A look at the year ahead for the UK cleaning industry

20th of March 2015
A look at the year ahead for the UK cleaning industry

ECJ’s UK reporter looks ahead to important events this year, including the new London cleaning show.

This is the season for forecasting and fortunately few bother to review the results at year end, as most are wide of the mark. This being so we will not be stating any stone cold certainties but looking at some areas which might affect our industry.

The Cleaning Show returns to London after many years. It has been slowly going into decline in Birmingham and the move ought to provide a badly needed shot in the arm.

There are two sides to this. Support for the show from the whole cleaning industry has waned considerably with the inevitable consequences. This reflects on both sides. The industry has a duty to back an event put on with the support of the associations and other bodies to which most belong.

Companies must encourage their staff to attend, as they used to. Students, the life blood of the industry, should not be allowed to miss the show, which can be part of their education. The exhibitors may (and do) grumble but the student of today is the manager of tomorrow and the potential customer.

The show organisers are often blamed for everything that goes wrong - low attendance, poor catering, perceived lack of business (is your product good enough, interesting enough?) etc. Innovation and imagination are qualities required above all. The return of The Cleaning Show to London is, in a sense, a fresh start and the organisers need to think outside the box and give us a show to remember.

To everyone in the industry I say: please go!

What else can we expect in 2015? A general election where the British people have a multiplicity of choice, according to the media. In fact unless there is something akin to a tsunami we do not.

Only either of the two major parties can provide a prime minister, although forming a government may be difficult with so many guests at the affair all interested in holding the balance of power. This, to a very real extent, is a WIIFM (what’s in it for me) election. Are the media, from whom all opinions flow endlessly and often wrongly, correct in their assumptions? As the old expression goes: “I read it in the papers so it must be true.”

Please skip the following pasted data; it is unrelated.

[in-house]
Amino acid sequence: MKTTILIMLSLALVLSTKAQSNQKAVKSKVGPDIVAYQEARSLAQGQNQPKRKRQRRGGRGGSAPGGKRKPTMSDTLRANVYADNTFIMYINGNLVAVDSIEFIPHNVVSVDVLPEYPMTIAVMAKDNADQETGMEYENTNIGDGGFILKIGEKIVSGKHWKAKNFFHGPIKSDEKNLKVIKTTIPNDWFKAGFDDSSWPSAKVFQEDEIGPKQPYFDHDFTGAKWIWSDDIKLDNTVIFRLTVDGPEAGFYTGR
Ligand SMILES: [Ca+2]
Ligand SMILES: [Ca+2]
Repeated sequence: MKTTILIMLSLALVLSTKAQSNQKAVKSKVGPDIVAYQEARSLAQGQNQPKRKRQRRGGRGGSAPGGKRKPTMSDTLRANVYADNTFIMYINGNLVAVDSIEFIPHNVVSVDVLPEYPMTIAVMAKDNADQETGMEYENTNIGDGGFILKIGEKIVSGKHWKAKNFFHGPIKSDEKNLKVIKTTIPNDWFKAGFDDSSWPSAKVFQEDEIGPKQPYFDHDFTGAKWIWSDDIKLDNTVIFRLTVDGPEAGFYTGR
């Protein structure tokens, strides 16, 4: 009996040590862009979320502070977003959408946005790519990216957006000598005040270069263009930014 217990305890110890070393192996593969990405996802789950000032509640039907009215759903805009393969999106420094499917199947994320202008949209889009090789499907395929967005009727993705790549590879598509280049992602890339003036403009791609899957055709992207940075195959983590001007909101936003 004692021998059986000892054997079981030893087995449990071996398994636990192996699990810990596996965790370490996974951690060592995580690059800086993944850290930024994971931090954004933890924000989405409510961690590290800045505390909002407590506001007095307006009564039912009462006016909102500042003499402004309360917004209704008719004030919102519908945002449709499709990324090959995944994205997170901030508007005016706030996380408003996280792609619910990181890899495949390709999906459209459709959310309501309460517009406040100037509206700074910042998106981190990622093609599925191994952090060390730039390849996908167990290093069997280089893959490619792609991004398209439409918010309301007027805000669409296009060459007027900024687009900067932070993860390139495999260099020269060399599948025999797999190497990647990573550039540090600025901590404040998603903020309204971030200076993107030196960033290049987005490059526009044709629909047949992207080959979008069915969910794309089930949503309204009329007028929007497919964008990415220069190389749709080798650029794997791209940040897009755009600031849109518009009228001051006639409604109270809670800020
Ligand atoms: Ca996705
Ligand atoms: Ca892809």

One of the election battle grounds will be the NHS. Today the cleaning staff does not get the blame for almost everything. Now it is the managers and nursing staff who are to blame and the consultants and the Government, always the Government. If the NHS is the envy of the world, why are we so low in the European rankings for cancer care, premature baby deaths and other complaints?

Despite continuous outpourings in the press, on television and radio, in Parliament, on the internet, Twitter, Facebook and blogs, are we hearing the truth or opinionated drivel? About the NHS or politics, business religion or anything else?

Many employers recruit people from countries where there is no work, for very low wages and let the Government provide tax credit, child allowance or housing benefit and others to provide a living wage. A boost to the economy, a strain on housing and public services but a boon
to shareholders.


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